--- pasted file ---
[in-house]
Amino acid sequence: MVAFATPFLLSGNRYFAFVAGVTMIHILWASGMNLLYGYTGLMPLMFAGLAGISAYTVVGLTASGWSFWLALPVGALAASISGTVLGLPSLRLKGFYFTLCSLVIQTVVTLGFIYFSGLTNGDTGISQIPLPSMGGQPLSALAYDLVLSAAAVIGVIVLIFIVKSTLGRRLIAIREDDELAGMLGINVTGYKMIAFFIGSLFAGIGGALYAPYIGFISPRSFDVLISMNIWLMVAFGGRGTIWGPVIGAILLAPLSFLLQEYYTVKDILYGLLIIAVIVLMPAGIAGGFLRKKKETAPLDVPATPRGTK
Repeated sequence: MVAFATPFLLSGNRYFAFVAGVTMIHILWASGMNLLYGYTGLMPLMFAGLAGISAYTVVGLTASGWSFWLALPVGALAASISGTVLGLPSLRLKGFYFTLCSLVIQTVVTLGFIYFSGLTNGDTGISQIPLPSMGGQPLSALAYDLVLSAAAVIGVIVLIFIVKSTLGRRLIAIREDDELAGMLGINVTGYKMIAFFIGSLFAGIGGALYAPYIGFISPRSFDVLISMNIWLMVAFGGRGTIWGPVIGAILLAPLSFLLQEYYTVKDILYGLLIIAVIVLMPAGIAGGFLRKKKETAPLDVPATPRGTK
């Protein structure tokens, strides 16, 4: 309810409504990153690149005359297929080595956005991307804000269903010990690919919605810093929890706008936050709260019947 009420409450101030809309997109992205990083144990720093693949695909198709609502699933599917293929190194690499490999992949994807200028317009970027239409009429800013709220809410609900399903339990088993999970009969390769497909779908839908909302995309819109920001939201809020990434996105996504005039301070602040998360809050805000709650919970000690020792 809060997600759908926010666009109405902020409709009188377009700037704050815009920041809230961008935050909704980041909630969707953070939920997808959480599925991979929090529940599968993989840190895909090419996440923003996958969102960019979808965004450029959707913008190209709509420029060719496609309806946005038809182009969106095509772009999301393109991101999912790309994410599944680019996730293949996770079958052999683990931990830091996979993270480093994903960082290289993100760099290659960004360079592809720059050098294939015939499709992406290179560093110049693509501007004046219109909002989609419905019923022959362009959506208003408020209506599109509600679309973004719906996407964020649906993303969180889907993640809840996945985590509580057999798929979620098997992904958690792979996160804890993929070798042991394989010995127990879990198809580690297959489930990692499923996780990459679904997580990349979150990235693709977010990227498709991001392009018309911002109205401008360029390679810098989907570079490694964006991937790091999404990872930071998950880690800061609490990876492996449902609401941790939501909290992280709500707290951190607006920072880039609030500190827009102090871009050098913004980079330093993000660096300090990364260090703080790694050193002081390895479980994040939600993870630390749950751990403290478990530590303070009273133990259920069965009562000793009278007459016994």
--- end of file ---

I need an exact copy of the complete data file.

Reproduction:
[in-house]
Amino acid sequence: MVAFATPFLLSGNRYFAFVAGVTMIHILWASGMNLLYGYTGLMPLMFAGLAGISAYTVVGLTASGWSFWLALPVGALAASISGTVLGLPSLRLKGFYFTLCSLVIQTVVTLGFIYFSGLTNGDTGISQIPLPSMGGQPLSALAYDLVLSAAAVIGVIVLIFIVKSTLGRRLIAIREDDELAGMLGINVTGYKMIAFFIGSLFAGIGGALYAPYIGFISPRSFDVLISMNIWLMVAFGGRGTIWGPVIGAILLAPLSFLLQEYYTVKDILYGLLIIAVIVLMPAGIAGGFLRKKKETAPLDVPATPRGTK
Repeated sequence: MVAFATPFLLSGNRYFAFVAGVTMIHILWASGMNLLYGYTGLMPLMFAGLAGISAYTVVGLTASGWSFWLALPVGALAASISGTVLGLPSLRLKGFYFTLCSLVIQTVVTLGFIYFSGLTNGDTGISQIPLPSMGGQPLSALAYDLVLSAAAVIGVIVLIFIVKSTLGRRLIAIREDDELAGMLGINVTGYKMIAFFIGSLFAGIGGALYAPYIGFISPRSFDVLISMNIWLMVAFGGRGTIWGPVIGAILLAPLSFLLQEYYTVKDILYGLLIIAVIVLMPAGIAGGFLRKKKETAPLDVPATPRGTK
């Protein structure tokens, strides 16, 4: 309810409504990153690149005359297929080595956005991307804000269903010990690919919605810093929890706008936050709260019947 009420409450101030809309997109992205990083144990720093693949695909198709609502699933599917293929190194690499490999992949994807200028317009970027239409009429800013709220809410609900399903339990088993999970009969390769497909779908839908909302995309819109920001939201809020990434996105996504005039301070602040998360809050805000709650919970000690020792 809060997600759908926010666009109405902020409709009188377009700037704050815009920041809230961008935050909704980041909630969707953070939920997808959480599925991979929090529940599968993989840190895909090419996440923003996958969102960019979808965004450029959707913008190209709509420029060719496609309806946005038809182009969106095509772009999301393109991101999912790309994410599944680019996730293949996770079958052999683990931990830091996979993270480093994903960082290289993100760099290659960004360079592809720059050098294939015939499709992406290179560093110049693509501007004046219109909002989609419905019923022959362009959506208003408020209506599109509600679309973004719906996407964020649906993303969180889907993640809840996945985590509580057999798929979620098997992904958690792979996160804890993929070798042991394989010995127990879990198809580690297959489930990692499923996780990459679904997580990349979150990235693709977010990227498709991001392009018309911002109205401008360029390679810098989907570079490694964006991937790091999404990872930071998950880690800061609490990876492996449902609401941790939501909290992280709500707290951190607006920072880039609030500190827009102090871009050098913004980079330093993000660096300090990364260090703080790694050193002081390895479980994040939600993870630390749950751990403290478990530590303070009273133990259920069965009562000793009278007459016994």